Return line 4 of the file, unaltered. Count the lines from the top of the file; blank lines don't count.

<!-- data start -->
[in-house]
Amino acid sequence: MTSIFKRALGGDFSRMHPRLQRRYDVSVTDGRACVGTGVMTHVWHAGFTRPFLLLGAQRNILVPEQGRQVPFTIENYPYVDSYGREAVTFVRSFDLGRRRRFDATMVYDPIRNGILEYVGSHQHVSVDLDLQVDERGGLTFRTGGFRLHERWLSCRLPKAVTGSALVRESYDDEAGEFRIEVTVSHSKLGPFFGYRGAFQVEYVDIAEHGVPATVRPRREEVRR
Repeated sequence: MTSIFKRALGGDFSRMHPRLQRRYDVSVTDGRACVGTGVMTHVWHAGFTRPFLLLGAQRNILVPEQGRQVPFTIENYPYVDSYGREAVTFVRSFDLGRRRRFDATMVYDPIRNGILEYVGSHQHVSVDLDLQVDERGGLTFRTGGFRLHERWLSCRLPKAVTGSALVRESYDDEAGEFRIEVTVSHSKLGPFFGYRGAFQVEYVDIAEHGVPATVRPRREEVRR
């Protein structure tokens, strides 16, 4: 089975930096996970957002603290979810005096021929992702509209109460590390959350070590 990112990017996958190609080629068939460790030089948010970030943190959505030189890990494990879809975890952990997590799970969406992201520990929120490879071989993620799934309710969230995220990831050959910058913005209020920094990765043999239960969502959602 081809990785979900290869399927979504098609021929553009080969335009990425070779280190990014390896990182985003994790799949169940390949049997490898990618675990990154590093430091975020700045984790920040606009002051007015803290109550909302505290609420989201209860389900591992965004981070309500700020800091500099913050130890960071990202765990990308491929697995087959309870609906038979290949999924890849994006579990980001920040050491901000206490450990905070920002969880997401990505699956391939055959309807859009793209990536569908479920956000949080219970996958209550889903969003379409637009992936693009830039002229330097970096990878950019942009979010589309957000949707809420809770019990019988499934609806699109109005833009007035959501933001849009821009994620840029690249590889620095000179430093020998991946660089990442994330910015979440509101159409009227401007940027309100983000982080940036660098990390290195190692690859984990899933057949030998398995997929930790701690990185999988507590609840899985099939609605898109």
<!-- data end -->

């Protein structure tokens, strides 16, 4: 089975930096996970957002603290979810005096021929992702509209109460590390959350070590 990112990017996958190609080629068939460790030089948010970030943190959505030189890990494990879809975890952990997590799970969406992201520990929120490879071989993620799934309710969230995220990831050959910058913005209020920094990765043999239960969502959602 081809990785979900290869399927979504098609021929553009080969335009990425070779280190990014390896990182985003994790799949169940390949049997490898990618675990990154590093430091975020700045984790920040606009002051007015803290109550909302505290609420989201209860389900591992965004981070309500700020800091500099913050130890960071990202765990990308491929697995087959309870609906038979290949999924890849994006579990980001920040050491901000206490450990905070920002969880997401990505699956391939055959309807859009793209990536569908479920956000949080219970996958209550889903969003379409637009992936693009830039002229330097970096990878950019942009979010589309957000949707809420809770019990019988499934609806699109109005833009007035959501933001849009821009994620840029690249590889620095000179430093020998991946660089990442994330910015979440509101159409009227401007940027309100983000982080940036660098990390290195190692690859984990899933057949030998398995997929930790701690990185999988507590609840899985099939609605898109």